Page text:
Lauren O'Farrell is an "art detective" who made it her mission to retrieve invaluable artworks stolen by the Nazis during the darkest days of World War II.Read more...
Lauren O'Farrell is an "art detective" who made it her mission to retrieve invaluable artworks stolen by the Nazis during the darkest days of World War II. Her quest leads her to the Manhattan apartment of elderly Isabella Fletcher, a woman who lives in the shadow of a terrible history-years ago her mother was rumored to have collaborated with the Nazis.
But as Isabella reveals the events of her mother's life, Lauren finds herself immersed in an amazing story of courage and secrecy as she discovers the extraordinary truth about a priceless piece of art that may have survived the war and the enduring relationship between a mother and a daughter.
- ISBN-13: 9780425243053
- ISBN-10: 0425243052
- Publisher: Berkley Publishing Group
- Publish Date: October 2011
- Page Count: 393
- Reading Level: Ages 18-UP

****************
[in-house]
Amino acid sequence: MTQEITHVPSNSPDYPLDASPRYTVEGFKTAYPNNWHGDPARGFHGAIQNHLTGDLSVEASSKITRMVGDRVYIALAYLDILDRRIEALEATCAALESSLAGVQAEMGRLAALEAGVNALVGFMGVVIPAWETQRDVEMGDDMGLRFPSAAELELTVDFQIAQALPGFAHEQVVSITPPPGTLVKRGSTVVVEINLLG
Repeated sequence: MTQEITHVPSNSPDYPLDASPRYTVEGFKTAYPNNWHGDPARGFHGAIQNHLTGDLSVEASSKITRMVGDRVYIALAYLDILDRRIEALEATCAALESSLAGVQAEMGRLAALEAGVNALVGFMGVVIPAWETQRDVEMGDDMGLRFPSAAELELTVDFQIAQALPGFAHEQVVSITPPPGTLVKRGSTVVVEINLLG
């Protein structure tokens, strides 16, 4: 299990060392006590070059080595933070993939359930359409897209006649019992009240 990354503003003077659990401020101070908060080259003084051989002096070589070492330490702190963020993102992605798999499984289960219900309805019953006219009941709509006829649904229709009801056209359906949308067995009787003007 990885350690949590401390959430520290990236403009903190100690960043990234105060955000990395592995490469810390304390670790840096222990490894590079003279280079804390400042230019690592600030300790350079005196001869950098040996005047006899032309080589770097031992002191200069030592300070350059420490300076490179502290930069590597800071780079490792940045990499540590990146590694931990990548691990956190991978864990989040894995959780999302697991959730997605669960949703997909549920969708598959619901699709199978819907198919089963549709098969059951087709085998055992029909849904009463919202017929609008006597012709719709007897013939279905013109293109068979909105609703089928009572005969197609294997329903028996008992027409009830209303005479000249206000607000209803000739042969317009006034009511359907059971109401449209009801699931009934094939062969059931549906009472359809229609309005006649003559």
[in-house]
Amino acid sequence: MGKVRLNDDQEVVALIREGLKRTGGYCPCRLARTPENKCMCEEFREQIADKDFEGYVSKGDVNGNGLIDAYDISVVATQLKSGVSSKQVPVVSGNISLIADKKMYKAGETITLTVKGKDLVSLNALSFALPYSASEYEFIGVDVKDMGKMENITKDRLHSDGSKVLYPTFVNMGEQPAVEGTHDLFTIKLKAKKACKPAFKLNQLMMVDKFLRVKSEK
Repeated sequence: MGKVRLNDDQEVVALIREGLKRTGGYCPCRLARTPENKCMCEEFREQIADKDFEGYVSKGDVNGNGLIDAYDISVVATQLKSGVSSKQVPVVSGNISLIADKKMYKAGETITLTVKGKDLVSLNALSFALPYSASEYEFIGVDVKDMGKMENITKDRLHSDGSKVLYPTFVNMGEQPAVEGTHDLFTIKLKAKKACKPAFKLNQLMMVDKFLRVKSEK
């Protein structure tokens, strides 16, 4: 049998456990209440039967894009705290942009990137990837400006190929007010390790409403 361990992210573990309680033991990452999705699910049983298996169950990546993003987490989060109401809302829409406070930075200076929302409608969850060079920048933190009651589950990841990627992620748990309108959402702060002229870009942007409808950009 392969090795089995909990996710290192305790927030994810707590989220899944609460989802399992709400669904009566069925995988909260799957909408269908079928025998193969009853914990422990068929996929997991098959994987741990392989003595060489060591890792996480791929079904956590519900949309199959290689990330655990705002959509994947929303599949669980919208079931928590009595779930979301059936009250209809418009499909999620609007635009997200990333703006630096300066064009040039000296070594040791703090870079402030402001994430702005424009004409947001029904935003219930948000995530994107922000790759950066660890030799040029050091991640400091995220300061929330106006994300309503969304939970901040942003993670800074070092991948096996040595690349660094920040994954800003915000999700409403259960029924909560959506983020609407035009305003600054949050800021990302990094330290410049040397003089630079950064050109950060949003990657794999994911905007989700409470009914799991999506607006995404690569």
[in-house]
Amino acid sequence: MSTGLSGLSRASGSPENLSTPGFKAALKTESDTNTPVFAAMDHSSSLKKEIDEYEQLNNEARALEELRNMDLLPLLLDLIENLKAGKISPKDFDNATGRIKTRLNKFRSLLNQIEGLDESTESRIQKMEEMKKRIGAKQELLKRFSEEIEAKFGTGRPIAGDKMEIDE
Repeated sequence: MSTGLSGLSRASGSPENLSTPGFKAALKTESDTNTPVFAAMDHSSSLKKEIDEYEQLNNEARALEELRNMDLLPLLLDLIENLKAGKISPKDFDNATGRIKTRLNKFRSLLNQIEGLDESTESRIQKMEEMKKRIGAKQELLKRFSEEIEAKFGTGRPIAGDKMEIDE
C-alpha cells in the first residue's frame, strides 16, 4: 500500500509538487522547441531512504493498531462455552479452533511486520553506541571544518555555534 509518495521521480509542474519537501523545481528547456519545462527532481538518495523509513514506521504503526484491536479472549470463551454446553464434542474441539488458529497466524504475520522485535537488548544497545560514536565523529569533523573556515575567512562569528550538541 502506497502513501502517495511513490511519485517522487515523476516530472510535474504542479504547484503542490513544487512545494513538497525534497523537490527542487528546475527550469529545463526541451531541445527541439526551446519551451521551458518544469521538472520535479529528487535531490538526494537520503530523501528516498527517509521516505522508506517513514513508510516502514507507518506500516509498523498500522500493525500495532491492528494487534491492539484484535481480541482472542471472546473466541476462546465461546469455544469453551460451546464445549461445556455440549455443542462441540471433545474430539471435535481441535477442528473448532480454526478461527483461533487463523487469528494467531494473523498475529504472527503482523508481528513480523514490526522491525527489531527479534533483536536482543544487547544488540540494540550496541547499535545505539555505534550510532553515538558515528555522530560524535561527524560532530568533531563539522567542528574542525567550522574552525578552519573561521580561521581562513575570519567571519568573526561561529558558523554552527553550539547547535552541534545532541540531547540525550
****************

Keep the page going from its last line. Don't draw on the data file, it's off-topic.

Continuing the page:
- Dimensions: 7.9 x 5.3 x 1.1 inches
- Shipping Weight: 0.8 pounds
Publishers Weekly® Reviews
- Reviewed in: Publishers Weekly, page .
- Review Date: 2011-08-08
- Reviewer: Staff
At the start of this intense and richly detailed novel from Jones (Lost Madonna), Lauren O’Farrell, an art detective, interviews 82-year-old Isabella Fletcher about a missing Wassily Kandinsky painting, a masterpiece last seen before WWII. Lauren’s queries open a Pandora’s box of agonizing dilemmas. Did Isabella’s mother, Hanna, whose synesthesia allowed her to “hear” colors, but dead now 60 years, collaborate with the Nazis in looting Jewish-owned art, or was she a hero, saving “degenerate” paintings from the bonfires? Through Hanna’s firm and authoritative voice, we learn of her trajectory from a naïve Bavarian farm girl to an art critic prized by the Nazis, beginning with her impulsive trip to Munich in 1900 and her employment and eventual marriage to Moses Fleischmann, an important art dealer. Hanna eventually catches the attention of Hitler himself. While at times totally implausible (would Hitler have a private lunch with the widow of a prominent Jew?), this story puts a wonderfully imaginative spin on art and history. (Oct.)